(Draft) The King’s Image

This morning made something like a house of cards
out of the garden. Snowberries and dew
hung from twigs among the half-tamed shrubs
quivering as if they might be scattered by a breath,
clear and delicate as the king’s image,
with the slightest suggestion of tears,
so ripe, I thought, that if they dropped,
all the king’s horses and all the king’s men
couldn’t put him together again.

But the instant the thought condensed
two hummingbirds burst from the blue,
one and on its tail another
zipped down in hot pursuit.
Breathing hard, the taunting purple-throated balladeer
rattled off a ballad. I pegged him for a Cavalier.
The other, a Roundhead, of course,
flew into a rage, and resumed the furious fray.

The king’s image I saw in dew was gone, I think
though the snowberries remained – and the birds –
no, I must have Charles on the brain.

Recommended: “Konkin”

I don’t like short stories for two reasons. The first is that it has been conventional to end a short story with an unexpected twist. One therefore looks with all one’s might and main for the first signs of the twist – why, I don’t know, but one does, and the twist discovered prematurely is hardly a twist at all. Twist. Twist. Say it out loud. You’ll soon discover you don’t even recognize the word.

The second reason is that I can’t write a short story to save my life.

But this? This is a good one. Enter Isaac Babel’s story “Konkin”, from the Red Cavalry collection. It’s told from the p.o.v. of the colourful cossack Konkin. Check out the brilliant colloquialism of the opening paragraph (and two others):

“So there we were making mincemeat of the Poles at Belaya Tserkov. So much so that the trees were rattling. I’d been hit in the morning, but managed to keep on buzzing, more or less. The day, from what I remember, was toppling toward evening. I got cut off from the brigade commander, and was left with only a bunch of five proletarian Cossacks tagging along after me. All around me everyone’s hugging each other with hatchets, like priests from two villages, the sap’s slowly trickling out of me, my horse has pissed all over itself. Need I say more?”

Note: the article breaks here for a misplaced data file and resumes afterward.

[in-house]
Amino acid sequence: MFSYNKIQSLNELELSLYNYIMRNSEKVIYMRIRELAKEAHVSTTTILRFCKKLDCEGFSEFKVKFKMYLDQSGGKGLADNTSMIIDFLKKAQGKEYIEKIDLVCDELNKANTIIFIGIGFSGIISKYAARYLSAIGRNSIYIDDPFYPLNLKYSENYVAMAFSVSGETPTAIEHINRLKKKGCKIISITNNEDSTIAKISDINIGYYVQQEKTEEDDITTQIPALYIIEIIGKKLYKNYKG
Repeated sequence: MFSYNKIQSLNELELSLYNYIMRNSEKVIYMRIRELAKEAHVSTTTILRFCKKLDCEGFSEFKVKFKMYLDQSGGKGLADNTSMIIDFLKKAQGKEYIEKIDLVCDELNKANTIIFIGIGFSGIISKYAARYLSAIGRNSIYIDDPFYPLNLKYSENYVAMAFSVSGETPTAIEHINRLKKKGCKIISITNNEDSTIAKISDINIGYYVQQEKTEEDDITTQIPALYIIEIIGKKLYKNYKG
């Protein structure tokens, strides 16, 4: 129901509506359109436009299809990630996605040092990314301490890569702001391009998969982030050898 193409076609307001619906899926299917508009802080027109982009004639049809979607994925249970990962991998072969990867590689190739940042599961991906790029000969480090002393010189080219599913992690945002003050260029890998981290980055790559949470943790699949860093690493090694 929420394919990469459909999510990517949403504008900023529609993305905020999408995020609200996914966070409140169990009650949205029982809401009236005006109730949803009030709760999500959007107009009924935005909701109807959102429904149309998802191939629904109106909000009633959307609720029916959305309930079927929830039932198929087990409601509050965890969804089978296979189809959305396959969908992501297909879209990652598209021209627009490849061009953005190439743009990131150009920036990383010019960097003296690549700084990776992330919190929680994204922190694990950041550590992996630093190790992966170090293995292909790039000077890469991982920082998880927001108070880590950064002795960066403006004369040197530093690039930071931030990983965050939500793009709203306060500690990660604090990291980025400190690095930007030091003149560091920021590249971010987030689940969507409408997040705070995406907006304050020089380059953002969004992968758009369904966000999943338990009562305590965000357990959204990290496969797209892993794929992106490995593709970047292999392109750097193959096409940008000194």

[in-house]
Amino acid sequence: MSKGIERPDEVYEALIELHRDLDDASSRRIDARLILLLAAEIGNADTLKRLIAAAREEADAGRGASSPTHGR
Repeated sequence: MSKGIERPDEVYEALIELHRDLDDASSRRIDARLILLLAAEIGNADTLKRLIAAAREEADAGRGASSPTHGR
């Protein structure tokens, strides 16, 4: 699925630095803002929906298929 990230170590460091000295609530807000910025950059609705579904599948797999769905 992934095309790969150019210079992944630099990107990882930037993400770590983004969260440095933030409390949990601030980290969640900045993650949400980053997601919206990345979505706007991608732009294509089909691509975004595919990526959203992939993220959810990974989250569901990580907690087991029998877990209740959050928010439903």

(A few paragraphs later, he takes on the enemy general…)

“I got my wheels rolling and put two bullets in his horse. I felt bad about the horse. What a Bolshevik of a stallion, a true Bolshevik! Copper-brown like a coin, tail like a bullet, leg like a bowstring. I wanted to present him alive to Lenin, but nothing came of it. I liquidated that sweet little horse.”

(…who refuses to surrender.)

“And he’s against the wall, panting with his whole chest, rubbing his forehead with a red finger.
‘I can’t,’ he says. ‘Kill me, I will only hand my saber to Budyonny!’
He wants me to bring him Budyonny! [Profanity]! And I can tell the old man’s on his last legs.
Pan!‘ I shout at him, sobbing and gnashing my teeth. ‘On my proletarian honor, I myself am the commander-in-chief. Don’t go looking for embroidery on me, but the title’s mine. You want my title? I am the musical eccentric and salon ventriloquist of Nizhny… Nizhny, a town on the Volga!'”

Sketch of a Conversation on the Ferry

It is Sunday, January the 4th, last day before classes begin. In the cafeteria on the ferry to Swartz Bay, it is very crowded. I join the line anyway. Once I secure a tray of food, I scan the area for likely looking seats. There are none, so I settle for a spot by an angry lookin’ dude and an older lady. I eat burger and fries. As I finish last mouth-watering bite of burger, angry dude leaves without explanation for departure or contortions of his brows. Older lady looks at me from neighboring seat. Not knowing what to say, I look away. Youngish guy – I guess 18 – sits down across from lady. I find out via eavesdropping that he’s her son. He gives her a tea. She murmurs something I can’t hear. Having done justice to my remaining fries, I sip coke as discreetly as I can. Like most everyone in the cafeteria, I avoid eye contact and the effort of making small talk with the people nearby.